Construction is expected to begin next summer on the $29 million limited renovation of Joppatowne High School.
The plans and design for the were approved unanimously Monday night by the Harford County Board of Education and will be sent to the Interagency Commission on School Construction by Aug. 30 for approval. Design plans will go to the IAC by Oct. 31, with 95 percent of constructions documents to the group by March 20. The construction bidding and building permit should begin by mid-April with construction to follow beginning July 1.
Construction is expected to take 18 to 24 months.
The board also awarded a contract for $300,000 to Oak Contracting LLC for pre-construction management services for the project.
“When it’s done, walking into Joppatowne High School will be just like walking into many of our newer high school facilities,” Cornell Brown, assistant superintendent of operations for Harford County Public Schools, told the board members at their meeting.
Some of the structural settlements over the years will be addressed, according to Michael Campbell of Banta Campbell architects, who presented the designs and plans to the school board.
The wall on the south side of the auditorium and music wing has suffered water damage behind the brick, which will be removed. The wall will be waterproofed and new brick will be installed. All the windows in the building will also be replaced with energy efficient windows.
The school will get a new HVAC system and new electrical and water services, a new fire alarm system and an upgraded sprinkler system, Campbell said.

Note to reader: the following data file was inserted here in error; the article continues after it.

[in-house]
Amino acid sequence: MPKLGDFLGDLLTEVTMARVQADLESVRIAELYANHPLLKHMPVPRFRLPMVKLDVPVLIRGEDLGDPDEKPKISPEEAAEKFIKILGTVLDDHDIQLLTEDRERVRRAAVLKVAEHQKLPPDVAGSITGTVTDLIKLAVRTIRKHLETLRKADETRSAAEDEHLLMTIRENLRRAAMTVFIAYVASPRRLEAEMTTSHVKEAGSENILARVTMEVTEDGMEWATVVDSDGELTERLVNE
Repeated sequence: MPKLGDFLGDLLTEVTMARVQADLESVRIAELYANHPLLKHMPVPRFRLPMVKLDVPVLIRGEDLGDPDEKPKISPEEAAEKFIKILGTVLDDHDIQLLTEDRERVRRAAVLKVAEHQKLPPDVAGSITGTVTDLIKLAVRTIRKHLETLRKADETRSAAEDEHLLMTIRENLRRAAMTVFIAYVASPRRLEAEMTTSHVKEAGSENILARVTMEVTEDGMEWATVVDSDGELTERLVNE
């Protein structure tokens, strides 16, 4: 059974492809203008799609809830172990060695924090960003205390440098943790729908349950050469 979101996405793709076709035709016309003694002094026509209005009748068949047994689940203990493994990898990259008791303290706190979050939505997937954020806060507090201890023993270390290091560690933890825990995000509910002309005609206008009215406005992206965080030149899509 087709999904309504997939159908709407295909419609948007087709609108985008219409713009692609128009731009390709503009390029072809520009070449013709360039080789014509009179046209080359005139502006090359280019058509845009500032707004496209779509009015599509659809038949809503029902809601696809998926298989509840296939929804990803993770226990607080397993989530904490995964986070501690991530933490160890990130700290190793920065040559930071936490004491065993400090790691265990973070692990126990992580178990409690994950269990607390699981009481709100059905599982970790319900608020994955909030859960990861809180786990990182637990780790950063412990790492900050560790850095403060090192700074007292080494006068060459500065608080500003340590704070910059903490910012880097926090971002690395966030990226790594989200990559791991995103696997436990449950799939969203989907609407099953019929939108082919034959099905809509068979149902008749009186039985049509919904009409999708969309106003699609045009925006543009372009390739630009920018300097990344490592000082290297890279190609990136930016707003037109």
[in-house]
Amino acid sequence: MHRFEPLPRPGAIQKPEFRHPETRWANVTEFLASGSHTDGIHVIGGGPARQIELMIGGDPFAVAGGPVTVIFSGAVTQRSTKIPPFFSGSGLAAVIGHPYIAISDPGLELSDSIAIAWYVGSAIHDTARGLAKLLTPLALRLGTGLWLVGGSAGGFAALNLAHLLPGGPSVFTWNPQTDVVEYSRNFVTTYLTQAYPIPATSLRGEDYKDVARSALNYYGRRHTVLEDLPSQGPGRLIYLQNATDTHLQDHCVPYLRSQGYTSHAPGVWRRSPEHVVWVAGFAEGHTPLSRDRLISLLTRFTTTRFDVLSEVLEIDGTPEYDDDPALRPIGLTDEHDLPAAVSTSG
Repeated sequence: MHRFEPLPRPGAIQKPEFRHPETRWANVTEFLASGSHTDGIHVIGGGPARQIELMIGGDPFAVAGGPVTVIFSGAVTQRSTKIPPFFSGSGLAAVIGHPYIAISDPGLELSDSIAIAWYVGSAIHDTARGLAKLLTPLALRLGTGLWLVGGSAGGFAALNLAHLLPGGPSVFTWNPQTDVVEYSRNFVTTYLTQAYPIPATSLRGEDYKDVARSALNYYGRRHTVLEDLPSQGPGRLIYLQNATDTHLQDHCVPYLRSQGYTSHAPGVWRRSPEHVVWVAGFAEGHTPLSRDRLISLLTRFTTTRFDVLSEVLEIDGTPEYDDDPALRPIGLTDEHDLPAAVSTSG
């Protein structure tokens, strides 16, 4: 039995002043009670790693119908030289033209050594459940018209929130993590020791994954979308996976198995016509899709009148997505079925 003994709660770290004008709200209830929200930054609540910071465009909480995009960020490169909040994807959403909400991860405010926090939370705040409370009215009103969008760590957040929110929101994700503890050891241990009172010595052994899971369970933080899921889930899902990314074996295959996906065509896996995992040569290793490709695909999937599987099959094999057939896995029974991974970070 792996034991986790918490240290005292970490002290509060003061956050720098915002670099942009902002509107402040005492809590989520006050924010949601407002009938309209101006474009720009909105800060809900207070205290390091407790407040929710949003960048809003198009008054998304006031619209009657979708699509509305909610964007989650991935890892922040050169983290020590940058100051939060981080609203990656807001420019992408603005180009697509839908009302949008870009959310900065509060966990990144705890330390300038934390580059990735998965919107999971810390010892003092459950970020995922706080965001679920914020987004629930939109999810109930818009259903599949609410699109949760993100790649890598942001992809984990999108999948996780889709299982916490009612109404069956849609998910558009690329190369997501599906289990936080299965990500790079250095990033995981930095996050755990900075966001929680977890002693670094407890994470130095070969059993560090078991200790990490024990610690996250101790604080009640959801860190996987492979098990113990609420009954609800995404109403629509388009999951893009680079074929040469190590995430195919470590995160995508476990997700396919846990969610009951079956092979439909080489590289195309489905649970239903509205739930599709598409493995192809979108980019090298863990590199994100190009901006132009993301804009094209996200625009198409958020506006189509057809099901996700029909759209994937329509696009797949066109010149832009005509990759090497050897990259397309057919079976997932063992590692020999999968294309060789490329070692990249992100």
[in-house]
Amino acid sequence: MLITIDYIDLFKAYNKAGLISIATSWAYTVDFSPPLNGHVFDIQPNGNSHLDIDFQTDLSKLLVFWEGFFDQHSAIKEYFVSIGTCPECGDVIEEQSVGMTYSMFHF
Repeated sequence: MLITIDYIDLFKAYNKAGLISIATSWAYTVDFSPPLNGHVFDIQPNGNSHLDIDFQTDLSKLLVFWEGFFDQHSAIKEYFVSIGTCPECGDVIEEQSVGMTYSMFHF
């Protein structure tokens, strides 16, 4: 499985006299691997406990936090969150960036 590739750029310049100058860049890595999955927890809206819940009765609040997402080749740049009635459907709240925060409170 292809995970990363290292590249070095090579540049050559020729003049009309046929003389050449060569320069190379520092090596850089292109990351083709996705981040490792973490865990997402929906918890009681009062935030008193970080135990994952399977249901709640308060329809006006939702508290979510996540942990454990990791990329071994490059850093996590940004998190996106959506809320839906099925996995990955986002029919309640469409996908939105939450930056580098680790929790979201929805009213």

Toilets and bathroom fixtures, as well as lockers, will all be made ADA compliant.
“They’re all things that are going to make the building work,” he said.
The central office will be brought forward from the center of the building with a view of the bus lot and a secure entrance, Campbell told the board.
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“After anyone comes in the doors close and anyone arriving will have to go through the office,” he said.
Educational needs will also be part of the renovation.
“Many of the programs existed in the school in very much makeshift — very creative makeshift — fashion, the school has done to make the best use of the spaces they have," Campbell said.
The Homeland Security signature program will get more space — room for mock trials in the multipurpose room in addition to more classroom space, the child development lab and music wing will have spaces of their own, the professional labs will be vastly improved, and the family and consumer services spaces will be upgraded to be comparable to other Harford County high schools, according to Campbell.
Spaces will also be added for graphic and science labs, the Harford Community College early college program, special education life skills and a Junior Reserve Officers’ Training Corps (JROTC) program, for which an application has been submitted.
Outside, the parking lot will be repaved and re-striped, the drive to the stadium will be widened, and handicap parking will be moved to the front of the building and by the tennis courts.
A new team building and storage space, a new concession, public bathrooms, and new bleachers and pressbox will all be funded with county money, Campbell said.